IN RE: BROOKLYN UNION GAS COMPANY

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Supreme Court, Appellate Division, Third Department, New York.

IN RE: BROOKLYN UNION GAS COMPANY, Appellant, v. STATE BOARD OF REAL PROPERTY SERVICES, Respondent.

Decided: January 22, 1998

Before CARDONA, P.J., and MIKOLL, CREW, WHITE and SPAIN, JJ. Cullen & Dykman (F. Peter O'Hara, of counsel), New York City, for appellant. Dennis C. Vacco (Patrick Barnett-Mulligan, of counsel), Albany, for respondent.

Appeal from a judgment of the Supreme Court (Torraca, J.), entered August 21, 1997 in Albany County, which, in a proceeding pursuant to CPLR article 78, granted respondent's motion to dismiss the petition on the ground that there was another proceeding pending raising the same claims.

Petitioner is the owner of extensive special franchise properties (i.e., natural gas transmission lines and regulating equipment located in New York City, specifically the counties of Kings, Queens and Richmond).   On February 20, 1997, respondent issued the final special franchise full value tax assessments on each of petitioner's properties for the City's 1996 tax roll.   Contending that respondent had overvalued its properties, petitioner commenced this CPLR article 78 proceeding to annul the assessments, which it alleges represents a claimed 168% increase over the previous year's assessments, for failing to follow its own regulations by providing a depreciation allowance for functional obsolescence 1 as it had for the preceding five years.   Petitioner also sought an order directing respondent to reestablish correct assessment values and refund excess tax payments already made.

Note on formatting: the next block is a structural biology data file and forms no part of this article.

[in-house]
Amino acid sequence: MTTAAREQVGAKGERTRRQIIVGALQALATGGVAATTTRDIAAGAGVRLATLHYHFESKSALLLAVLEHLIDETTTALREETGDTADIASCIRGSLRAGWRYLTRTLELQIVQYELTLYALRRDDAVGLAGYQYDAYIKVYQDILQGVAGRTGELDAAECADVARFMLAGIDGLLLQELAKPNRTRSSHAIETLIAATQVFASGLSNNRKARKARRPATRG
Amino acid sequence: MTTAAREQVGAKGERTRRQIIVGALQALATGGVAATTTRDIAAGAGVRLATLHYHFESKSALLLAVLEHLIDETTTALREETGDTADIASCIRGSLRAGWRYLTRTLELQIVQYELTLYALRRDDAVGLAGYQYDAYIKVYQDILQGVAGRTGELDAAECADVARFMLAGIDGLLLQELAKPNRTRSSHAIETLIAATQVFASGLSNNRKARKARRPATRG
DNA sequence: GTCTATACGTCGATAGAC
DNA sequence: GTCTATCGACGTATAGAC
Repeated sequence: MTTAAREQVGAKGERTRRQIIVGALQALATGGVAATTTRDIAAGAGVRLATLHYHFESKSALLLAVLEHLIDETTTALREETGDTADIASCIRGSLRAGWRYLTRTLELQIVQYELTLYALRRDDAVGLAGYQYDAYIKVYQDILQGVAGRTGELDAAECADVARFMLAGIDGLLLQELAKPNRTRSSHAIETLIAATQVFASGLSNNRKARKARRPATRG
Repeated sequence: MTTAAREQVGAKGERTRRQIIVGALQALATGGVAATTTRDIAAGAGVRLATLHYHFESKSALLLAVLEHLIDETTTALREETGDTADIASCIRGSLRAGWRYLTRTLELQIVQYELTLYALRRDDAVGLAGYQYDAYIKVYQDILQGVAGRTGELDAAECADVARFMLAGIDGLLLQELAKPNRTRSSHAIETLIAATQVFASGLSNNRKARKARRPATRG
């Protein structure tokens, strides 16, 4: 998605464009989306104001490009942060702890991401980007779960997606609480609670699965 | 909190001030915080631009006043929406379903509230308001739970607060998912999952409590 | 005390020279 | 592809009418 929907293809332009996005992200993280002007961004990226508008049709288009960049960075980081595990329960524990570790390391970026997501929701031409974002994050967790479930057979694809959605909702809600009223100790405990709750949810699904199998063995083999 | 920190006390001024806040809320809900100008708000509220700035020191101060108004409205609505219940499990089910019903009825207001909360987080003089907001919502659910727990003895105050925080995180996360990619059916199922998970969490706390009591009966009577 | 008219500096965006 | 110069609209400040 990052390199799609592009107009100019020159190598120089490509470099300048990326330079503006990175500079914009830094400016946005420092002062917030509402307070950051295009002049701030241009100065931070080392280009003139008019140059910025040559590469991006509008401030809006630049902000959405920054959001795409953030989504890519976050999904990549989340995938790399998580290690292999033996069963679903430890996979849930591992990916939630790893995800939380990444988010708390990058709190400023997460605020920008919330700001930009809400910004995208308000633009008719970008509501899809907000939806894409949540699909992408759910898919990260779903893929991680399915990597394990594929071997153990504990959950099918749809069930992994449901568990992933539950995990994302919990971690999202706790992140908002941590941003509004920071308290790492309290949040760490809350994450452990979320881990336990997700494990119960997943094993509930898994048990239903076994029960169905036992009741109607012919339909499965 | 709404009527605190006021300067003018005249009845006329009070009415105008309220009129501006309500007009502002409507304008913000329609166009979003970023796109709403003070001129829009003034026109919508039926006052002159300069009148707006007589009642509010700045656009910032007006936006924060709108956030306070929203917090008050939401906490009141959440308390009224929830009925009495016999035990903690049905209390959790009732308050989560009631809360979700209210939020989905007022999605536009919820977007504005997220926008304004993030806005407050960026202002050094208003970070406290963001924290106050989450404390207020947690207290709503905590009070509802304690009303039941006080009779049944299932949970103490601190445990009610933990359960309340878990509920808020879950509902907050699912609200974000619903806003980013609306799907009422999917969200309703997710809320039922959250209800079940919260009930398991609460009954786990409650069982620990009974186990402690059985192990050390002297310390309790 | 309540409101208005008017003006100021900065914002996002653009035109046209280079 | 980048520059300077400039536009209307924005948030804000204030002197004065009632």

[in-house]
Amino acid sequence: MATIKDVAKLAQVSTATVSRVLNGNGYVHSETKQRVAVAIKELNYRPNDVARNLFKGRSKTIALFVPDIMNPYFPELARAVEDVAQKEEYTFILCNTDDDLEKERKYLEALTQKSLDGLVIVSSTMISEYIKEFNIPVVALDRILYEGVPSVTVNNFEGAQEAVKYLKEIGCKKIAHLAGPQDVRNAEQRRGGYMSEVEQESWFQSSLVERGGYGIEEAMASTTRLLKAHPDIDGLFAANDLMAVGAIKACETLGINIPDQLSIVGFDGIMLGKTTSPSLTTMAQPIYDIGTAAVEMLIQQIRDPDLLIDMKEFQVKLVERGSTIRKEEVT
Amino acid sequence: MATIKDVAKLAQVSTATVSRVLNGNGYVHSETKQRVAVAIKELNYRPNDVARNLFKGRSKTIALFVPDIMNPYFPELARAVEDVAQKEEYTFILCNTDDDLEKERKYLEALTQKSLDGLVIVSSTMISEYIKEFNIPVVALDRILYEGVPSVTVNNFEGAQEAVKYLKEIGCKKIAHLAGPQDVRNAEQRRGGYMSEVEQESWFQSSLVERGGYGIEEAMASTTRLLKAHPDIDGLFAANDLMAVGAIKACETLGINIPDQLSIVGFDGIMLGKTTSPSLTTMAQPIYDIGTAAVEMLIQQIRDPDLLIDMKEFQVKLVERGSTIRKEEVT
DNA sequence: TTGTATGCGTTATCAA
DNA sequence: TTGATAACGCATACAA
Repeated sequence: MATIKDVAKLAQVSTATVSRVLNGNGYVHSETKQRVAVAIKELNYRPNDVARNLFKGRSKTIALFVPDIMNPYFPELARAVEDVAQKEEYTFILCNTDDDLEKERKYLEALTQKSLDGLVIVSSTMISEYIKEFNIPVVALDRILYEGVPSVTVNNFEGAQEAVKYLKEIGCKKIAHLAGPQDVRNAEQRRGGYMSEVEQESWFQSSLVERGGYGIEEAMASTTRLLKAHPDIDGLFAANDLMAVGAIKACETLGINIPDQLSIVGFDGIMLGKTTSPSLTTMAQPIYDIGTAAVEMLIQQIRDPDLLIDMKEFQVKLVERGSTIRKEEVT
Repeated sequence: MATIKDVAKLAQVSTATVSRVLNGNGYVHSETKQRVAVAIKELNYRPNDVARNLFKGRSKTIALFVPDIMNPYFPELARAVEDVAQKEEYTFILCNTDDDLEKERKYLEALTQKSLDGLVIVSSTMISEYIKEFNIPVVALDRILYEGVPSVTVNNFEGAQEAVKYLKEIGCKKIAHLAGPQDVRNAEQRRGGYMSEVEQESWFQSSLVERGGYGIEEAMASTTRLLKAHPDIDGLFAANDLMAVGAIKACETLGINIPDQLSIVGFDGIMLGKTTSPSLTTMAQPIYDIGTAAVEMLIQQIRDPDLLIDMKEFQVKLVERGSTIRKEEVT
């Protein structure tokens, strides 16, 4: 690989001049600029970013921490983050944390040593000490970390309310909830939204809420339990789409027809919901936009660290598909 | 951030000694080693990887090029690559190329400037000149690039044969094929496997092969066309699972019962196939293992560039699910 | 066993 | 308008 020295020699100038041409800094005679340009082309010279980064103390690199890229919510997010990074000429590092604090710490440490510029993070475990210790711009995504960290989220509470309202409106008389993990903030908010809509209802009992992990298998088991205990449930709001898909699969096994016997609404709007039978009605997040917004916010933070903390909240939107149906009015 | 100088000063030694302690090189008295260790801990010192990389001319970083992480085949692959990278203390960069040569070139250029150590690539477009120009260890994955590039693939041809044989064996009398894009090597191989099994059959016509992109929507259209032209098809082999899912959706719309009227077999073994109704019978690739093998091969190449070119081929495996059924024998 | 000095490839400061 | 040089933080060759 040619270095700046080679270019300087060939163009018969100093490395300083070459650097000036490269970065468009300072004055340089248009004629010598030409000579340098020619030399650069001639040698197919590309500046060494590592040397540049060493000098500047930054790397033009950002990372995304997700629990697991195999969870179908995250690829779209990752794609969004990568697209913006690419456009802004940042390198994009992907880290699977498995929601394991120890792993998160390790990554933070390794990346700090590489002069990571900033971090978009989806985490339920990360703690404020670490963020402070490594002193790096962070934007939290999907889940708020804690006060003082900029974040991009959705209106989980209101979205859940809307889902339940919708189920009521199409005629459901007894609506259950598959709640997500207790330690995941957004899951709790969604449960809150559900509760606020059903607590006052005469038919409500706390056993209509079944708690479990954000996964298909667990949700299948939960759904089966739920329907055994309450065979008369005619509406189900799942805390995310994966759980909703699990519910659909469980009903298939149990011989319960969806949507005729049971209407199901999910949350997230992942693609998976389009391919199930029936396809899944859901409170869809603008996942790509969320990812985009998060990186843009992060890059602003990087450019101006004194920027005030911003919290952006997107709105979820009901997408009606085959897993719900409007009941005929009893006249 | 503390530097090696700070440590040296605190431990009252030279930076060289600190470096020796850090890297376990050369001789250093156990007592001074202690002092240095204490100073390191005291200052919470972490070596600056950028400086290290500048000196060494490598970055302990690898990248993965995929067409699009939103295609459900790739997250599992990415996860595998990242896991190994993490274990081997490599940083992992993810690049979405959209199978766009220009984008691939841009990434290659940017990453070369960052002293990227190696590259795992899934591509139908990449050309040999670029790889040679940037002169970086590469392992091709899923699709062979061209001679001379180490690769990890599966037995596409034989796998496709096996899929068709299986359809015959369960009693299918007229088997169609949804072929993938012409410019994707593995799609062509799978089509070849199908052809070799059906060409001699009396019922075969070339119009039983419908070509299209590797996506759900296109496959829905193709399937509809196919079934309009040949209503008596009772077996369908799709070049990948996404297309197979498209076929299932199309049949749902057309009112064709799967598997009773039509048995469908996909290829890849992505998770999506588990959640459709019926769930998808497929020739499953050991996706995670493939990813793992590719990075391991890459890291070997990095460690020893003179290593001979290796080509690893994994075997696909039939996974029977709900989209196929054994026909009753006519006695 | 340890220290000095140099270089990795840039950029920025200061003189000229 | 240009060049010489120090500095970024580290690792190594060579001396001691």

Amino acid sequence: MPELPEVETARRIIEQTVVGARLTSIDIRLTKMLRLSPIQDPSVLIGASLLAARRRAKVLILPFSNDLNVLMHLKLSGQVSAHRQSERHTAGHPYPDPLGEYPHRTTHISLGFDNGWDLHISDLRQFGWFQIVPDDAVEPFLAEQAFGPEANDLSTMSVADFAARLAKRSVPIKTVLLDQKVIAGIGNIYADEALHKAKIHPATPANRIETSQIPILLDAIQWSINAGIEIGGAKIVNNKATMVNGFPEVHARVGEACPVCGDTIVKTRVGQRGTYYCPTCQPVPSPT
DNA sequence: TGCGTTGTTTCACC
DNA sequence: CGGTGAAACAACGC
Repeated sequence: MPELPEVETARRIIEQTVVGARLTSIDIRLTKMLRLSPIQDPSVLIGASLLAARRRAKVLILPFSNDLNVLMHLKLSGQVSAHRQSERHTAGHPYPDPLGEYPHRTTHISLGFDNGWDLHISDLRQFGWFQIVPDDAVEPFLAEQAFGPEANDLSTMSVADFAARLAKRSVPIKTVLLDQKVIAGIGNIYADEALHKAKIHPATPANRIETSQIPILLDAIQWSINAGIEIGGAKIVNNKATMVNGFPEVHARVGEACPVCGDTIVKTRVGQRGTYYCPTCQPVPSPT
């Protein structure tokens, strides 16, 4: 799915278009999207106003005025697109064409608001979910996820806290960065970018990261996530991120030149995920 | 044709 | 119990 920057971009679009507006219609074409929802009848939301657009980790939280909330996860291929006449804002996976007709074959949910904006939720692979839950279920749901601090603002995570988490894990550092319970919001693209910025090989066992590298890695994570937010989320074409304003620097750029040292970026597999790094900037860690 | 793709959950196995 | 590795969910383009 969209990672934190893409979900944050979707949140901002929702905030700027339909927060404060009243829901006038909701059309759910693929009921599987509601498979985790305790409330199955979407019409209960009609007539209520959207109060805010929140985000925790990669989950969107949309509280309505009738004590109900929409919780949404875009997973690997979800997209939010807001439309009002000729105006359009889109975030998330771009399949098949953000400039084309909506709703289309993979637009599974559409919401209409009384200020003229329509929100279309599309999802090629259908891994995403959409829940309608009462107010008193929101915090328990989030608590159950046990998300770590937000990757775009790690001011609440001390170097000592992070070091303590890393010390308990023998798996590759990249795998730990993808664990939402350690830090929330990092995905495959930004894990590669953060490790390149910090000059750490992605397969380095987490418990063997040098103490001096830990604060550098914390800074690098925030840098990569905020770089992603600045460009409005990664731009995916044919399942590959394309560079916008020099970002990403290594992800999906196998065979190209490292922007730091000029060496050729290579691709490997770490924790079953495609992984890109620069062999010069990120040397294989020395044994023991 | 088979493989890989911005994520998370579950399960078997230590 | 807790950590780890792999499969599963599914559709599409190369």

Respondent moved pursuant to CPLR 3211(a)(4) to dismiss the petition asserting, inter alia, that petitioner raised the same claim against respondent in a pending certiorari proceeding pursuant to RPTL article 7. Supreme Court agreed and dismissed the petition.   Petitioner appeals.

 We affirm.   Courts enjoy broad discretion when considering an application pursuant to CPLR 3211(a)(4) to dismiss an action or proceeding on the ground that another action or proceeding is pending between the same parties on the same cause of action (see, Whitney v. Whitney, 57 N.Y.2d 731, 732, 454 N.Y.S.2d 977, 440 N.E.2d 1324;  see also, D'Agostino v. Harding, 217 A.D.2d 835, 629 N.Y.S.2d 524).   Furthermore, “unless otherwise provided by law” (RPTL 700[1] ), a RPTL article 7 special proceeding remains the exclusive procedure for review of an erroneous property tax assessment (see, Niagara Mohawk Power Corp. v. City School Dist. of City of Troy, 59 N.Y.2d 262, 268, 464 N.Y.S.2d 449, 451 N.E.2d 207;  City of Mount Vernon v. State Bd. of Equalization & Assessment, 44 N.Y.2d 960, 962, 408 N.Y.S.2d 323, 380 N.E.2d 155).   However, where a party challenges a tax assessment as illegal, i.e., that the taxing authority exceeded its power to tax, or that the tax itself or the method employed in taxing is unconstitutional, a CPLR article 78 proceeding is appropriate (see, Bassett Mtn. Recreation Ctr. v. Town of Jay Bd. of Assessors, 232 A.D.2d 934, 649 N.Y.S.2d 217;  Matter of Averbach v. Board of Assessors of Town of Delhi, 176 A.D.2d 1151, 1152, 575 N.Y.S.2d 964), despite the pendency of a RPTL article 7 proceeding (see, Matter of Averbach v Board of Assessors of Town of Delhi, supra, at 1152, 575 N.Y.S.2d 964).